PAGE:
Raditya Dika finds a better rhythm and theme—for the follow-up of his ‘single’ tour de force—that works warmly even when the symptoms of theme’s fatigue become more apparent.
After some non-radical genre exploration, including Hang Out (2016) and Target (2018), writer/director/actor/stand-up comedian, Raditya Dika surprisingly takes a more conventional route, following up his 2015 hit, Single with a sequel titled Single Part 2. The move really is beyond expectation given Dika’s recent penchant to experiment and, especially, given his new real-life status as a husband and a father. However, Single Part 2, albeit irrelevant, is basically a better work than the predecessor.
A self-pity rom-com is basically the whole plot of Single, which centers on Raditya Dika’s character, Ebi. In the first movie, Ebi meets Angel (Annisa Rawles) and thinks that he’s in love with her. After some struggles, Ebi eventually had the chance to ask Angel out. We thought the story was happily ever after back then; however, Single Part 2 proves otherwise. The breakthrough at the end of the first of movie is merely a gateway to a new problem: Ebi’s failing self-confidence. Years changes, season changes, even Ebi’s best friends from the first movie—Wawan (Pandji Pragiwaksono) and Victor (Babe Cabiita)—have finally ended their single phase and decided to get married, but, Ebi’s still swallowing his own words every time he’s about the express his love towards Angel. Who knows that Single Part 2 shifts the focus from the seek for the first love to the seek for the self-confidence to save Ebi’s ass from the evil friendzone?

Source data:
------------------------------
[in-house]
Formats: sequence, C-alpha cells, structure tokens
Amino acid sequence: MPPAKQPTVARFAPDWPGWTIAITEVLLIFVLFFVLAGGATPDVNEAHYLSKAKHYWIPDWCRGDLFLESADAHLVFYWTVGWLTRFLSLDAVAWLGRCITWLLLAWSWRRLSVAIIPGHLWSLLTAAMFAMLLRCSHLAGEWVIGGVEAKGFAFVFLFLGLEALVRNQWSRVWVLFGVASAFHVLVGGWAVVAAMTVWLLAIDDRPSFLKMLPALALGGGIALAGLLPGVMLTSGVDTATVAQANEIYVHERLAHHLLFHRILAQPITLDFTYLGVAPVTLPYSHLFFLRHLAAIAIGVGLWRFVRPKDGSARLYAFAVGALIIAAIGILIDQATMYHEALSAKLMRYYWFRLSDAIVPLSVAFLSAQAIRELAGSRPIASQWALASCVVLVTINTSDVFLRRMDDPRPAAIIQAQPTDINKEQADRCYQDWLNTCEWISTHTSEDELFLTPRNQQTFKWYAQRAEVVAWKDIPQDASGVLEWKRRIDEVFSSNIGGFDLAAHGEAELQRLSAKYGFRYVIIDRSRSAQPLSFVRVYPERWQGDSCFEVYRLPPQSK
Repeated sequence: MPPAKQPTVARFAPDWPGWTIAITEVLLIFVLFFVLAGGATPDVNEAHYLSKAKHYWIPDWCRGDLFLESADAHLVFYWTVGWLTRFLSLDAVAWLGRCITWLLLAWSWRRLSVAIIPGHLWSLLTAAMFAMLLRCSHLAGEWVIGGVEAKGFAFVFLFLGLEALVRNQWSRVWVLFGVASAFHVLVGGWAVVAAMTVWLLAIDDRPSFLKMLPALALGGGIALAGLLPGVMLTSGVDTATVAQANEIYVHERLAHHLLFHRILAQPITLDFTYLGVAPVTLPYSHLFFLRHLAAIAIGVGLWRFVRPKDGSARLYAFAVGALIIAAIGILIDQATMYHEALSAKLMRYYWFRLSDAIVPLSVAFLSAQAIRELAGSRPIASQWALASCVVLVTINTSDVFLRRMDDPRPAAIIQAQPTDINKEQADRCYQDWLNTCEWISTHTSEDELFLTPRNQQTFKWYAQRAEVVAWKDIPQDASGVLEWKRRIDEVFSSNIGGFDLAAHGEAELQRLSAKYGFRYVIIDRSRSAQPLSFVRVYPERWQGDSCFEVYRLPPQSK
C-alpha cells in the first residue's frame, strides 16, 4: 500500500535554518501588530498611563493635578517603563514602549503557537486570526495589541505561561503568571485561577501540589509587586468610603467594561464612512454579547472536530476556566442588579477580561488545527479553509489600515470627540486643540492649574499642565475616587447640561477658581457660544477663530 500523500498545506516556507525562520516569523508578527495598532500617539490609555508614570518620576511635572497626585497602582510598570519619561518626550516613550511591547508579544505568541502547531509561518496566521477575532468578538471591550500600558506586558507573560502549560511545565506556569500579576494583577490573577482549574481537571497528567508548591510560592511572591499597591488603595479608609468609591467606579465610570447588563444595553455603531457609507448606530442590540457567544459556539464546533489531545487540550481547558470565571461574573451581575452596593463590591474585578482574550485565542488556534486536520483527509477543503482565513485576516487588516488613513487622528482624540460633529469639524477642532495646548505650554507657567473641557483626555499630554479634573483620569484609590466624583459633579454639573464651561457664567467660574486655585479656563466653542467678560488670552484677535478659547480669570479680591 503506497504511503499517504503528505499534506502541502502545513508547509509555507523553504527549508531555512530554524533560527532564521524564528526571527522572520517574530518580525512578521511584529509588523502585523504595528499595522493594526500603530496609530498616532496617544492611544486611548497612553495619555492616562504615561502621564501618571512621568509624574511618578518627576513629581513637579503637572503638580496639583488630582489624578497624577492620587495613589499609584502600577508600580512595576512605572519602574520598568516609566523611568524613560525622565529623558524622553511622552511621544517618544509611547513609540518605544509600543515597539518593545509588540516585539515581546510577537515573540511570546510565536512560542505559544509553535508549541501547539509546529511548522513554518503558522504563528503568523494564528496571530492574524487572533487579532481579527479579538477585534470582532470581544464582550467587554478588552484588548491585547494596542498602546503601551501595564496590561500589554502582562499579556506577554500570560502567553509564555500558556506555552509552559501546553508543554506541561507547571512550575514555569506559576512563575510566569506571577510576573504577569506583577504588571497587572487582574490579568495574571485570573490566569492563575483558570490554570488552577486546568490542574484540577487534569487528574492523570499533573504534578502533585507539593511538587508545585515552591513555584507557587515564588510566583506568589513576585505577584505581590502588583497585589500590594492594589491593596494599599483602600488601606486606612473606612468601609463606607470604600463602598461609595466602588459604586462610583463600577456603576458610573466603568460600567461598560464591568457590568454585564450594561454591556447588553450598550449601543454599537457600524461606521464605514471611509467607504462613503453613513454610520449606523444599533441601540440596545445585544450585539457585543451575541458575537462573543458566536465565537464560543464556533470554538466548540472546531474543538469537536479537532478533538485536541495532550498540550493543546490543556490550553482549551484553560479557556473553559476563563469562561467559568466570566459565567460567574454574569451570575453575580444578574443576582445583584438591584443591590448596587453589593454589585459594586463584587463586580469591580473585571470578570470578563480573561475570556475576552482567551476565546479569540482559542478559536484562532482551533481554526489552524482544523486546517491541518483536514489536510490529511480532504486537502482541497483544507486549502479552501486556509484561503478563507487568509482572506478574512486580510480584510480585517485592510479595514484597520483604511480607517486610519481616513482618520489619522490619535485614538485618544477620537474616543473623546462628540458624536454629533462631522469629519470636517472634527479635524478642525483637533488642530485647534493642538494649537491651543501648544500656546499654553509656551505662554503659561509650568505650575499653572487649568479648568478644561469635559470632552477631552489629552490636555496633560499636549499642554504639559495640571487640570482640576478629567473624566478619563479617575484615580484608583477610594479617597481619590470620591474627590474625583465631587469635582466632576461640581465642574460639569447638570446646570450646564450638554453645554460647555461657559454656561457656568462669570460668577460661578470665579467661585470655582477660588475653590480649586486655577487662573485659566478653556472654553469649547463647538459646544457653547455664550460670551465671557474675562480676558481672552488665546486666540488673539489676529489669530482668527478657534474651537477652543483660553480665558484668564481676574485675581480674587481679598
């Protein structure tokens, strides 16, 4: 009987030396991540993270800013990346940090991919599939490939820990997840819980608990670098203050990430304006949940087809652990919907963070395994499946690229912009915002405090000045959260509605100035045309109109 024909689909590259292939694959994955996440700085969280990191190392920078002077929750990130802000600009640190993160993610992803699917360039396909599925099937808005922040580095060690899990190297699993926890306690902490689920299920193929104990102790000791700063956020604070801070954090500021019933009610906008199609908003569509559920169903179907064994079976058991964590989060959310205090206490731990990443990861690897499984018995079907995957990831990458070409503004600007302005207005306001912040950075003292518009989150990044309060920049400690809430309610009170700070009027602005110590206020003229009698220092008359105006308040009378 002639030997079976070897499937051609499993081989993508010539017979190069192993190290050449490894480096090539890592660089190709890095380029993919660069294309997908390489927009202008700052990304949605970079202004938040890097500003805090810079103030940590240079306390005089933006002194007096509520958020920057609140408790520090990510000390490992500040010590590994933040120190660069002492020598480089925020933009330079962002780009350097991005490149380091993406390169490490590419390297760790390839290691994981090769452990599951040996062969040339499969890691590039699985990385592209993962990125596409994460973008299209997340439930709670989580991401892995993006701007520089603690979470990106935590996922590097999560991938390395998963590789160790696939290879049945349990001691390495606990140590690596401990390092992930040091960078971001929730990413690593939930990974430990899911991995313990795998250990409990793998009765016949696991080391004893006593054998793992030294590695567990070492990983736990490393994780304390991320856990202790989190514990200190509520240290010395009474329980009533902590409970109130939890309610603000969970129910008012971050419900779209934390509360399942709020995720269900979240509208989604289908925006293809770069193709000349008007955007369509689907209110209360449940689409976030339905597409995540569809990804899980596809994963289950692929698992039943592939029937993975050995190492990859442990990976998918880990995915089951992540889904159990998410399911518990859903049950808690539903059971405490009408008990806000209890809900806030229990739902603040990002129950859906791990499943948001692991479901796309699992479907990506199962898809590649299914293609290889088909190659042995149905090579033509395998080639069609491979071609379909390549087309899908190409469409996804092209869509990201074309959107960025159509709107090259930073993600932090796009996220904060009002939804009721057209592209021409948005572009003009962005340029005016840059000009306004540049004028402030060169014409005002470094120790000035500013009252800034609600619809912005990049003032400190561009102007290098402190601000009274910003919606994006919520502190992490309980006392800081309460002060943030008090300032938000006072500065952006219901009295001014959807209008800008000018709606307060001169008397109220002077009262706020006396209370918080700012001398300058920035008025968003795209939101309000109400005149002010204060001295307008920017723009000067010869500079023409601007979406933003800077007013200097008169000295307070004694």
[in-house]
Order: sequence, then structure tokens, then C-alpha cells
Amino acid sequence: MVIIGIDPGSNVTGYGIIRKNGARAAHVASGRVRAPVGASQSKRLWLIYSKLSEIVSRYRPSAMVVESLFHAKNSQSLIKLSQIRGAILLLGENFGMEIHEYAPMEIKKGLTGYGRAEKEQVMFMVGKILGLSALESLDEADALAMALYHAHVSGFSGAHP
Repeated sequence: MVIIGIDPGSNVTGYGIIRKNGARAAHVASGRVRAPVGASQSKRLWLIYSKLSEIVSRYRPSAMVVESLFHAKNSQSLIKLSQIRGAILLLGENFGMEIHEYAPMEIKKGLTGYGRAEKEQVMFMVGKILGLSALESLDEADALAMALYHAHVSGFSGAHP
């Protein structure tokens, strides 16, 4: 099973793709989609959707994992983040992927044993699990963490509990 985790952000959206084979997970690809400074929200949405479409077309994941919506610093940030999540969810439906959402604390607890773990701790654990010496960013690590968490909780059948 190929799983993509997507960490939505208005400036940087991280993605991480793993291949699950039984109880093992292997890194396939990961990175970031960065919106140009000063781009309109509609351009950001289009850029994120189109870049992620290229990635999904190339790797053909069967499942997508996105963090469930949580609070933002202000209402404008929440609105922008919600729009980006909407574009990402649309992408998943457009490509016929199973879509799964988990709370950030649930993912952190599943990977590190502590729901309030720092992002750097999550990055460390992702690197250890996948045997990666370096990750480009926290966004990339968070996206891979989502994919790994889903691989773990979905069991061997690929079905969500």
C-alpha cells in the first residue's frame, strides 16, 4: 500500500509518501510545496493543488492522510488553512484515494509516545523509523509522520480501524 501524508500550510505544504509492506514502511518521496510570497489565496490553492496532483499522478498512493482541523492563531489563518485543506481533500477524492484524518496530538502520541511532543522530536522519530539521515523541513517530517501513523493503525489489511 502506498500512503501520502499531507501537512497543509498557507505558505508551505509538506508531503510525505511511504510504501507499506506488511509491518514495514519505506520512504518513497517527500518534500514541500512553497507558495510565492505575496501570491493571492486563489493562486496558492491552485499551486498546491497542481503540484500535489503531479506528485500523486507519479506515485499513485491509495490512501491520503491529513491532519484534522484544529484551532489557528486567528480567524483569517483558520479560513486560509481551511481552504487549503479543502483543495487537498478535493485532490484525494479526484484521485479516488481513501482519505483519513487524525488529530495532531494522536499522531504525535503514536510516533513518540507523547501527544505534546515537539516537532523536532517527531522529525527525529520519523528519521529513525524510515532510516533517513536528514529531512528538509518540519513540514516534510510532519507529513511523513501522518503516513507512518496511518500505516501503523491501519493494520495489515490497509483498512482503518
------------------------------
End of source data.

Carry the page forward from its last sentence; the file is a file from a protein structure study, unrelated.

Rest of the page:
It’s actually enticing to see how Dika plan how the narrative moves forward. Ebi is pictured as an old bachelor—a title that holds more subtexts than the whole movie. Most of the time, we are shown to how Ebi attempts to boost his self-confidence and beat the cat that always gets his tongue in a series of comedic sketches. He will visit his married young brother and have some nights out, before his brother shows particular concern; at some moments, Ebi will also hang out with a cringe-worthy support group of single bachelor. While his best friends from the first movie have moved on with their life, Ebi befriends another two chaps—a proud single who loves mocking other single persons, Nardi (Ridwan Remin), and a newlywed, Johan (Yoga Arizona).
The seek for self-confidence in Single Part 2 gets more interesting when it probes another source of internal conflict, which might make the whole rom-com saga more intriguing. However, the writer-director loves to dabble in some moments a little bit too long, making the third act, which supposedly to be the ironic climax of the whole quest feels a little rushed off. Some comedic sketches could’ve been trimmed out to focus more on the drama; yet, even so, the drama elements in Part 2 is way more mature and integral compared to the first movie. In the end, the whole narrative plan seems to edge in to one option only: another sequel. They’d better have a more profound story to top this, if they really plan out another sequel.
It’s true that Raditya Dika finds a better rhythm and theme to follow up his self-pity tour de force, Single, with a more mature conflict. His whole plan works warmly; some parts of the rom-coms really hit the nerves. However, there’s no doubt that the symptoms of Dika’s repetitive single-themed comedy fatigue becomes more apparent. At least, he needs to work harder to come up with a more profound yet less sensational force to wrap the story that has grown to saga.
Single Part 2 (2019)
Comedy, Romance Directed by: Raditya Dika Written by: Raditya Dika, Sunil Soraya, Donny Dhirgantoro Starred by: Raditya Dika, Annisa Rawles, Ridwan Remin, Yoga Arizona Runtime: 128 mins